What’s the difference between “Solutions Architect” and “Applications Architect”?

architecturedefinition

As far as I can see Solutions Architect is just a different "marketing" term for Applications Architect. Is that correct or are the roles actually different somehow? If so, how?

And yes, I have searched for this both on StackOverflow and on Google.

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Update 1/5/2018 - over the last 9 years, my thinking has evolved considerably on this topic. I tend to live a little closer to the bleeding edge in our industry than the majority (though certainly not pushing the boundaries nearly as much as a lot of really smart people out there). I've been an architect at varying levels from application, to solution, to enterprise, at multiple companies large and small. I've come to the conclusion that the future in our technology industry is one mostly without architects. If this sounds crazy to you, wait a few years and your company will probably catch up, or your competitors who figure it out will catch up with (and pass) you. The fundamental problem is that "architecture" is nothing more or less than the sum of all the decisions that have been made about your application/solution/portfolio. So the title "architect" really means "decider". That says a lot, also by what it doesn't say. It doesn't say "builder". Creating a career path / hierarchy that implicitly tells people "building" is lower than "deciding", and "deciders" are not directly responsible (by the difference in title) for "building". People who are still hanging on to their architect title will chafe at this and protest "but I am hands-on!" Great, if you're just a builder then give up your meaningless title and stop setting yourself apart from the other builders. Companies that emphasize "all builders are deciders, and all deciders are builders" will move faster than their competitors. We use the title "engineer" for everyone, and "engineer" means deciding and building.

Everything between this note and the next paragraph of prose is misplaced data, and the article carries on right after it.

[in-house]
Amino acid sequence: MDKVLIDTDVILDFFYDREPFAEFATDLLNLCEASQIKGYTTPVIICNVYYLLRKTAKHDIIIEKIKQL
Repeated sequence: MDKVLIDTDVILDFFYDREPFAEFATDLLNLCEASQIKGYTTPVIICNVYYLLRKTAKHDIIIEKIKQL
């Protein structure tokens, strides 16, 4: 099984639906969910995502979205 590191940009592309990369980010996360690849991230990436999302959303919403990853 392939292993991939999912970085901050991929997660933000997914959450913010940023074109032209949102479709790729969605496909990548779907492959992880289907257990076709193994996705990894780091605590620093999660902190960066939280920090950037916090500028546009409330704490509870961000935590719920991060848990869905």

Original answer:

For people who have never worked in a very large organization (or have, but it was a dysfunctional one), "architect" may have left a bad taste in their mouth. However, it is not only a legitimate role, but a highly strategic one for smart companies.

  • When an application becomes so vast and complex that dealing with the overall technical vision and planning, and translating business needs into technical strategy becomes a full-time job, that is an application architect. Application architects also often mentor and/or lead developers, and know the code of their responsible application(s) well.

  • When an organization has so many applications and infrastructure inter-dependencies that it is a full-time job to ensure their alignment and strategy without being involved in the code of any of them, that is a solution architect. Solution architect can sometimes be similar to an application architect, but over a suite of especially large applications that comprise a logical solution for a business.

  • When an organization becomes so large that it becomes a full-time job to coordinate the high-level planning for the solution architects, and frame the terms of the business technology strategy, that role is an enterprise architect. Enterprise architects typically work at an executive level, advising the CxO office and its support functions as well as the business as a whole.

There are also infrastructure architects, information architects, and a few others, but in terms of total numbers these comprise a smaller percentage than the "big three".

Note: numerous other answers have said there is "no standard" for these titles. That is not true. Go to any Fortune 1000 company's IT department and you will find these titles used consistently.

The two most common misconceptions about "architect" are:

  • An architect is simply a more senior/higher-earning developer with a fancy title
  • An architect is someone who is technically useless, hasn't coded in years but still throws around their weight in the business, making life difficult for developers

These misconceptions come from a lot of architects doing a pretty bad job, and organizations doing a terrible job at understanding what an architect is for. It is common to promote the top programmer into an architect role, but that is not right. They have some overlapping but not identical skillsets. The best programmer may often be, but is not always, an ideal architect. A good architect has a good understanding of many technical aspects of the IT industry; a better understanding of business needs and strategies than a developer needs to have; excellent communication skills and often some project management and business analysis skills. It is essential for architects to keep their hands dirty with code and to stay sharp technically. Good ones do.